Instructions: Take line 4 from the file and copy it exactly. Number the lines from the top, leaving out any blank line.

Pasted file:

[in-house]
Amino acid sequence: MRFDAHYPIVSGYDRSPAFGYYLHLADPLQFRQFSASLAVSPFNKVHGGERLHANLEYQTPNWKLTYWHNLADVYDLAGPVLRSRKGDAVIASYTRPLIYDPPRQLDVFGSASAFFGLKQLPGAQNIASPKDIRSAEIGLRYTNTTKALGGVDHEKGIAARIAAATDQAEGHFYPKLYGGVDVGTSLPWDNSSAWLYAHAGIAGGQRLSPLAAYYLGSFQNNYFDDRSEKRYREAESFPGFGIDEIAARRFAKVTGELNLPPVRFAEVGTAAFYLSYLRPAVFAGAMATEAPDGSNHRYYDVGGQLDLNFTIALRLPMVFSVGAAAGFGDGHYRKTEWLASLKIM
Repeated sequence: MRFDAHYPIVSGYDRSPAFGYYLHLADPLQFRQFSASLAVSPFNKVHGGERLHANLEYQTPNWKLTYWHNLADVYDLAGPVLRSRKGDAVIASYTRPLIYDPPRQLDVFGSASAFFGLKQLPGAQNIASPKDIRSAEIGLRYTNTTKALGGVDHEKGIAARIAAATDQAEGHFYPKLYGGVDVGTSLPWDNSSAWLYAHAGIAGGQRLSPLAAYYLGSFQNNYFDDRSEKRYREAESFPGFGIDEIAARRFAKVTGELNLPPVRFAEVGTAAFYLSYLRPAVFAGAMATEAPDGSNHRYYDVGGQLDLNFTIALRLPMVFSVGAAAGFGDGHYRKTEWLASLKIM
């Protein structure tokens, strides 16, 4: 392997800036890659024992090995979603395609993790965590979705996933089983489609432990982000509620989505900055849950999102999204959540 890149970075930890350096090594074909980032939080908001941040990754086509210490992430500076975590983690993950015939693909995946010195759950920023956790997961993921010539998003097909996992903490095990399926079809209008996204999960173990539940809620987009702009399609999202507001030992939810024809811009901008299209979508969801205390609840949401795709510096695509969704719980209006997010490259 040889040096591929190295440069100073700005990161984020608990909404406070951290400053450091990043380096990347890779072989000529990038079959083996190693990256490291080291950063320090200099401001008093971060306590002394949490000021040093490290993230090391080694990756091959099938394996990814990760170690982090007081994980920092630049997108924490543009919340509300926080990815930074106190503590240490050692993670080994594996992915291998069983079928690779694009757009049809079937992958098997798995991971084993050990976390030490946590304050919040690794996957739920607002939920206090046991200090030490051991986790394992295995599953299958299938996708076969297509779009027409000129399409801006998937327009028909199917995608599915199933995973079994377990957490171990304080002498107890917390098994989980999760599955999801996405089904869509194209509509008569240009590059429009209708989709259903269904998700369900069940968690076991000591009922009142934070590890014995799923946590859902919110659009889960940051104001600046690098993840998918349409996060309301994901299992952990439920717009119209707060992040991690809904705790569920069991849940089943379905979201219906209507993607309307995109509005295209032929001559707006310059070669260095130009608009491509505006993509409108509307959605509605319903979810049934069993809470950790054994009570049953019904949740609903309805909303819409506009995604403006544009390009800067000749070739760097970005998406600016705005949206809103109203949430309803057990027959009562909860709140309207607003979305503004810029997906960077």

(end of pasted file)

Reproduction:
């Protein structure tokens, strides 16, 4: 392997800036890659024992090995979603395609993790965590979705996933089983489609432990982000509620989505900055849950999102999204959540 890149970075930890350096090594074909980032939080908001941040990754086509210490992430500076975590983690993950015939693909995946010195759950920023956790997961993921010539998003097909996992903490095990399926079809209008996204999960173990539940809620987009702009399609999202507001030992939810024809811009901008299209979508969801205390609840949401795709510096695509969704719980209006997010490259 040889040096591929190295440069100073700005990161984020608990909404406070951290400053450091990043380096990347890779072989000529990038079959083996190693990256490291080291950063320090200099401001008093971060306590002394949490000021040093490290993230090391080694990756091959099938394996990814990760170690982090007081994980920092630049997108924490543009919340509300926080990815930074106190503590240490050692993670080994594996992915291998069983079928690779694009757009049809079937992958098997798995991971084993050990976390030490946590304050919040690794996957739920607002939920206090046991200090030490051991986790394992295995599953299958299938996708076969297509779009027409000129399409801006998937327009028909199917995608599915199933995973079994377990957490171990304080002498107890917390098994989980999760599955999801996405089904869509194209509509008569240009590059429009209708989709259903269904998700369900069940968690076991000591009922009142934070590890014995799923946590859902919110659009889960940051104001600046690098993840998918349409996060309301994901299992952990439920717009119209707060992040991690809904705790569920069991849940089943379905979201219906209507993607309307995109509005295209032929001559707006310059070669260095130009608009491509505006993509409108509307959605509605319903979810049934069993809470950790054994009570049953019904949740609903309805909303819409506009995604403006544009390009800067000749070739760097970005998406600016705005949206809103109203949430309803057990027959009562909860709140309207607003979305503004810029997906960077």